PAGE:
I've heard many say that Judas showed no remorse for his sin (in contrast to Peter, who wept bitterly over his own denial of Jesus (Lk 22:62). This couldn't be further from the truth. Even as he was betraying Jesus, Judas kissed his Lord (Matthew 26:48-49). Yes, the kiss was a signal to those who would arrest Jesus--but he could have chosen any signal. Why would he have chosen a kiss, if he didn't want to show some affection or loyalty. To me, it seems as if Judas is carrying out what he was appointed to do (Ps 41:9; Jn 13:18; 17:12), yet even as he was playing his necessary role in history, he regretted and even loathed his own actions.
In Matthew 27, Judas betrays his own emotions, showing himself to be not a cold-blooded betrayer, but someone who shows great remorse for what he has done.
Then when Judas, his betrayer, saw that Jesus was condemned, he changed his mind and brought back the thirty pieces of silver to the chief priests and the elders, saying, “I have sinned by betraying innocent blood.” They said, “What is that to us? See to it yourself.” And throwing down the pieces of silver into the temple, he departed, and he went and hanged himself (Matthew 27:3-5).
This morning as I was reading this scripture, it occurred to me--Judas is confessing his sins to priests, hoping that they will make a sacrifice for his sin. But they refuse to offer a sacrifice for his sin, instead telling him "see to it yourself." So, seeing to it himself, he offers his own death to try to make atonement.
This tragic interpretation in no case excuses his suicide. But it's clear that he was sorry for his sin of betraying Jesus' innocent blood. Why would God not forgive so remorseful a person?
Many Christians condemn Judas to hell, not because of his betrayal of Jesus, but because of his suicide. Some denominations teach that suicide is a one-way ticket to hell. Click here to read my article that addresses this issue. In short, I don't believe that everyone who commits suicide goes to hell. The Bible never states that, and it's an unfounded doctrine.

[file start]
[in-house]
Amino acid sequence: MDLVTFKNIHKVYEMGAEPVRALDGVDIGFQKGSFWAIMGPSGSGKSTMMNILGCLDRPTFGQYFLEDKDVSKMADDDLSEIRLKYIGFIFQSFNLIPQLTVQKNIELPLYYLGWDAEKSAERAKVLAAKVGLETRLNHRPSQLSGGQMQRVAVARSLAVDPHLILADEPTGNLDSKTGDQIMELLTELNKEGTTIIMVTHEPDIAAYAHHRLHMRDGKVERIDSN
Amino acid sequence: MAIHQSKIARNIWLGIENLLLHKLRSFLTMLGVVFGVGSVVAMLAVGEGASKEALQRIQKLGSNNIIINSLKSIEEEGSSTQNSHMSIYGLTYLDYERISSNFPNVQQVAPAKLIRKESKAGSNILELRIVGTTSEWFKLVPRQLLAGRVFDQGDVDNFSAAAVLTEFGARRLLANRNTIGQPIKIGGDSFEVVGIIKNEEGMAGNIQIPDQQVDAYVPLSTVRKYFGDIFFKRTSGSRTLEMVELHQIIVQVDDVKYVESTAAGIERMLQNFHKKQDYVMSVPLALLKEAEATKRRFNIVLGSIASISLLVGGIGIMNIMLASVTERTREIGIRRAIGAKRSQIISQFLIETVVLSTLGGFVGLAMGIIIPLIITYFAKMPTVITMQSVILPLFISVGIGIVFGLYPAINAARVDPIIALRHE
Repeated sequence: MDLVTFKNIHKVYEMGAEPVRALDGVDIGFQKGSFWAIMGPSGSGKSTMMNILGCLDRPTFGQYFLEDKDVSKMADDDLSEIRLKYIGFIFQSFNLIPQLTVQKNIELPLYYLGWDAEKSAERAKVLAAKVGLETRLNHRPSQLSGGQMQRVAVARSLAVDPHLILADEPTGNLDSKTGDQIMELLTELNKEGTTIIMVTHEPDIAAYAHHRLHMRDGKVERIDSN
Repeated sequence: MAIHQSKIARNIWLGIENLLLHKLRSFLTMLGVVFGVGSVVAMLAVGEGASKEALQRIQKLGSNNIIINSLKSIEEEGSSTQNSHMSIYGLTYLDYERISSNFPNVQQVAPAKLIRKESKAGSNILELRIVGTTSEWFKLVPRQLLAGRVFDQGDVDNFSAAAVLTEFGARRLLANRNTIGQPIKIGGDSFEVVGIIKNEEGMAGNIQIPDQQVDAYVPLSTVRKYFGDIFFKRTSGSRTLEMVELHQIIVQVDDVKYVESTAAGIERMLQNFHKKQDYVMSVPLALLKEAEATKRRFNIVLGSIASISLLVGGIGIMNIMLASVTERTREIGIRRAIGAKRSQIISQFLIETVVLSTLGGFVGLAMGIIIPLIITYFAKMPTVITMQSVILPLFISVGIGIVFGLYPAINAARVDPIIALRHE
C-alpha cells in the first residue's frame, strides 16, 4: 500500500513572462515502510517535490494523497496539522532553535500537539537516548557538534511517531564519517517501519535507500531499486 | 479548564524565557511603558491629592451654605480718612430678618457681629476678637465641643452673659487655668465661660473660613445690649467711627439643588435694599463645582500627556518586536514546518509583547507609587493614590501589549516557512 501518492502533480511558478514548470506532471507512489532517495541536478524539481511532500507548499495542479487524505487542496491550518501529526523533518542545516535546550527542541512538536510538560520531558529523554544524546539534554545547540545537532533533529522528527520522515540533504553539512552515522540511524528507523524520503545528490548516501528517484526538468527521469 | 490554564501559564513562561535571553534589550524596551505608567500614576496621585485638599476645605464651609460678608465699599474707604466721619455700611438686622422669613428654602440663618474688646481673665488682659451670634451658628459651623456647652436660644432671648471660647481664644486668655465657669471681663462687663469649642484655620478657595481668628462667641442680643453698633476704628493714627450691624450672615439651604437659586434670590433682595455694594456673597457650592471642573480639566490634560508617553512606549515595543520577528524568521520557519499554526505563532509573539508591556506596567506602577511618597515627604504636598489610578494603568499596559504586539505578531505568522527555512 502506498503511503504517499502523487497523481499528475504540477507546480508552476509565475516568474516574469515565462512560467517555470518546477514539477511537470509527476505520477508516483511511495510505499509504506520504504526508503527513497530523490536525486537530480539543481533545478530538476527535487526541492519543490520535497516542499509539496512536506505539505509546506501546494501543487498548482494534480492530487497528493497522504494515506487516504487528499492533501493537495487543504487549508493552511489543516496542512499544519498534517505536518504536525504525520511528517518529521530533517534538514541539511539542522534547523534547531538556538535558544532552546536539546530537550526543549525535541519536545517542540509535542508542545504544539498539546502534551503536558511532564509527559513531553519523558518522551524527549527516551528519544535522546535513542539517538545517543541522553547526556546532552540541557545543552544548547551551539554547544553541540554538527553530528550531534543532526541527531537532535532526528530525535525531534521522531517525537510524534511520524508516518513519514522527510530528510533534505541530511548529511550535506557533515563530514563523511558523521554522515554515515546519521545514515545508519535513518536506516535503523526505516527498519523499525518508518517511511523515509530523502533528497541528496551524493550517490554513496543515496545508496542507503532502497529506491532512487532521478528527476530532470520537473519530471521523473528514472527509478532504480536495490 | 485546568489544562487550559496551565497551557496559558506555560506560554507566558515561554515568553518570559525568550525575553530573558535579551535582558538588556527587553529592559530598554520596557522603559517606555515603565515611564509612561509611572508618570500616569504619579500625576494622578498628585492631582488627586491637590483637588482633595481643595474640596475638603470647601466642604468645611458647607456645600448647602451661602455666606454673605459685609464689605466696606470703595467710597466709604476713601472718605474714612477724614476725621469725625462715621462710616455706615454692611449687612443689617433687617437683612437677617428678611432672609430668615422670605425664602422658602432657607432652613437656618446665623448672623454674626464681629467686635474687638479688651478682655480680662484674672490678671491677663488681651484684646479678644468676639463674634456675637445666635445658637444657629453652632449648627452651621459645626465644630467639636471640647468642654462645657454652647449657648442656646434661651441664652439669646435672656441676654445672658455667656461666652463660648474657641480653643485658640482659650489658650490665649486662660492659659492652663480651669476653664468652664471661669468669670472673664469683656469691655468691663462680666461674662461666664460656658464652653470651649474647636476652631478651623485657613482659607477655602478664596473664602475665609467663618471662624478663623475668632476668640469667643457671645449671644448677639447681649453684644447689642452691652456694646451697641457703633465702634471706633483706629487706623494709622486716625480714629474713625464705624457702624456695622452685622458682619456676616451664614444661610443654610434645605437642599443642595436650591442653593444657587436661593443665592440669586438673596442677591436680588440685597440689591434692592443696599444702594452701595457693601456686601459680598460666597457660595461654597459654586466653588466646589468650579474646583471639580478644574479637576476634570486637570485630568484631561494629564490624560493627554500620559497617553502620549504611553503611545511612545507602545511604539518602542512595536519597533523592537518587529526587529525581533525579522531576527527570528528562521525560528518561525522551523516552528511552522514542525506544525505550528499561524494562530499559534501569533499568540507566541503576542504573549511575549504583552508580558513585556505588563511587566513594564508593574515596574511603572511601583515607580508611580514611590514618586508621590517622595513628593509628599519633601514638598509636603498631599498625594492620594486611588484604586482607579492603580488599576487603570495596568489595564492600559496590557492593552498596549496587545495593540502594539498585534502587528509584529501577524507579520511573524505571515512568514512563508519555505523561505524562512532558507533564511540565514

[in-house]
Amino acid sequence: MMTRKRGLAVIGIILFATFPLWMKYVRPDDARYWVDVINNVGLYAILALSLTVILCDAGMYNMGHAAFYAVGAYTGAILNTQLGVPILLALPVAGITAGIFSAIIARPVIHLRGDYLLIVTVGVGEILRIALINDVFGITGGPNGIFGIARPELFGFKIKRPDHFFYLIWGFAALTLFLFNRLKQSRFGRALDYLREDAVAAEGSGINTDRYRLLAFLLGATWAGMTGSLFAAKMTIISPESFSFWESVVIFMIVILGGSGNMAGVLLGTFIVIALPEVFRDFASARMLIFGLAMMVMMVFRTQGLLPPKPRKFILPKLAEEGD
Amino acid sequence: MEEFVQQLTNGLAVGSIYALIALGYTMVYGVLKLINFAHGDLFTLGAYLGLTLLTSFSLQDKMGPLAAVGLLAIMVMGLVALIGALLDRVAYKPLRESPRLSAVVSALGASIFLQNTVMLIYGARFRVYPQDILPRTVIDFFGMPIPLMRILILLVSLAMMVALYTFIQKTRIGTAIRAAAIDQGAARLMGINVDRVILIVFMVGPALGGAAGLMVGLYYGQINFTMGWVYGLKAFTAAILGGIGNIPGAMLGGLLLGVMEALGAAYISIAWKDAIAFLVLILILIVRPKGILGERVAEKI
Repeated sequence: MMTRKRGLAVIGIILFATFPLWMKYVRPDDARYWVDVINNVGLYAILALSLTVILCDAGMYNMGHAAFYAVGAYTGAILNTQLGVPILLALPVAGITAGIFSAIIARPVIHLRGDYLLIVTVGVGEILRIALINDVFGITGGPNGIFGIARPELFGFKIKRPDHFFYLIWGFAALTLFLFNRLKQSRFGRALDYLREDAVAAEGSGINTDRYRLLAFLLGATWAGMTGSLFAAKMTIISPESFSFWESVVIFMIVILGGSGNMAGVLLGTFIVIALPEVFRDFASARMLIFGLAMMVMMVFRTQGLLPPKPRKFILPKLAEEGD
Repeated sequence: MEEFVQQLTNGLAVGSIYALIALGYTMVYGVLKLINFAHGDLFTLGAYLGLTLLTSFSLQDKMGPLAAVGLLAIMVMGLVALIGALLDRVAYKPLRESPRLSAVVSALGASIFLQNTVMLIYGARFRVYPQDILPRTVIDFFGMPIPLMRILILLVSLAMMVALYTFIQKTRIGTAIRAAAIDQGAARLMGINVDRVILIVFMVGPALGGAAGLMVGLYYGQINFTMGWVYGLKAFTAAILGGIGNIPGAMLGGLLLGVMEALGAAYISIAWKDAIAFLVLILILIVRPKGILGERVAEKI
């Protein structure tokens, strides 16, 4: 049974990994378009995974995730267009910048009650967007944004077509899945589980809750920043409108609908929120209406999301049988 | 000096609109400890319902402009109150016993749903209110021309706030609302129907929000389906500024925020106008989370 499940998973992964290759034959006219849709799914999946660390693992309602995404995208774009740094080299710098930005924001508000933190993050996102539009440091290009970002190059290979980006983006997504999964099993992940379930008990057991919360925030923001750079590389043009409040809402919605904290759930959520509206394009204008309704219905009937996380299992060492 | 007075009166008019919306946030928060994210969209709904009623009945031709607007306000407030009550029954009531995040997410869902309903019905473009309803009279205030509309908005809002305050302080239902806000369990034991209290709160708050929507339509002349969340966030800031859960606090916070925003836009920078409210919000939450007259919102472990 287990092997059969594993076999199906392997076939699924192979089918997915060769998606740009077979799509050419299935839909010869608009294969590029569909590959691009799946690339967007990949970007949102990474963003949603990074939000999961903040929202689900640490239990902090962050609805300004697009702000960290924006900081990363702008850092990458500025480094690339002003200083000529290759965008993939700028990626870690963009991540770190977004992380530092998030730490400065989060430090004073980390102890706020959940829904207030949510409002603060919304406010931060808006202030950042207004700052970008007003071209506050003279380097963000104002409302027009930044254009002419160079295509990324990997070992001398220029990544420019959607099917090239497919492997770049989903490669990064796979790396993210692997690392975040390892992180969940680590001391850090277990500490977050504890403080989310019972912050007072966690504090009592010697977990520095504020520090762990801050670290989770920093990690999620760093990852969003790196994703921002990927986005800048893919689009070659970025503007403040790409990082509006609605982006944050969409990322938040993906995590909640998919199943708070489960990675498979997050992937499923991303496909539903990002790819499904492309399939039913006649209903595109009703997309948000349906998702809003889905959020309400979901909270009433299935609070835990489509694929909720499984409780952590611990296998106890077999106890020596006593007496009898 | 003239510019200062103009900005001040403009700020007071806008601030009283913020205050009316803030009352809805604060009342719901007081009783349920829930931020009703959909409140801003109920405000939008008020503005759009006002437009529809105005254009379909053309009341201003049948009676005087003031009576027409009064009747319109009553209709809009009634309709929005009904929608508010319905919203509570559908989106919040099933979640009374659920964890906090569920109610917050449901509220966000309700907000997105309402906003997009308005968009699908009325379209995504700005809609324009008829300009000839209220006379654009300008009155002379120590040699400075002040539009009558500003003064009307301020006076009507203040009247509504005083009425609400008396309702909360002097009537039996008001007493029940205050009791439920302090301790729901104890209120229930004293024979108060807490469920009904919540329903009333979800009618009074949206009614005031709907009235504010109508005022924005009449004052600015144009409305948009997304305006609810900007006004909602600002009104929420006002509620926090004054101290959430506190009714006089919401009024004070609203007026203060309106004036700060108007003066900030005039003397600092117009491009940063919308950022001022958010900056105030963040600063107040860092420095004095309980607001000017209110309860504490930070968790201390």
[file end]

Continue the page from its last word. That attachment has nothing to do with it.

So, any good Bible study should have a take-home life application. What's the point of all these musings? Simply that it's not any of our business, who's in heaven and who's in hell. That's God's business.
Christian singer Carman's iconic song "The Champion" describes a showdown between Jesus and Satan, as if it were a scene from the boxing movie "Rocky." (He even employs a bit of Rocky's theme song in his music.) In the song, the crowd gathers to watch the contest that will determine which one is the Champion. Carman gives examples of some real historical people that he assumes are captives in Satan's train:
The audience for the 'Fight of the Ages' was
assembled and in place.
The angels came in splendor from a star.
The saints that had gone before were there:
Jeremiah, Enoch, Job.
They were singing the "Song of Zion" on David's harp.
The demons arrived, offensive and vile,
cursing and blaspheming God.
Followed by their 'trophies' dead and gone.
Hitler, Napoleon, Pharaoh, Capone,
Tormented and vexed and grieved.
Waiting for their judgment From the Throne.
This is an extremely moving and inspiring song, despite its problems. Yet, despite its emotionalism, there certainly are are a lot of theological difficulties with this song that I won't get into here. You can click here to watch the video, and maybe you can figure out what the other problems are. Today I simply want to point out how wrong Christians are when we try to guess who God has pardoned and who God has condemned. It's presumptuous and offensive. Nobody can guess the eternal state of another person's soul, because nobody can guess another person's relationship with God. Remember, Jesus said:
Be merciful, even as your Father is merciful.Judge not, and you will not be judged; condemn not, and you will not be condemned; forgive, and you will be forgiven (Luke 6:36-37).
*Today's scripture references are taken from the ESV.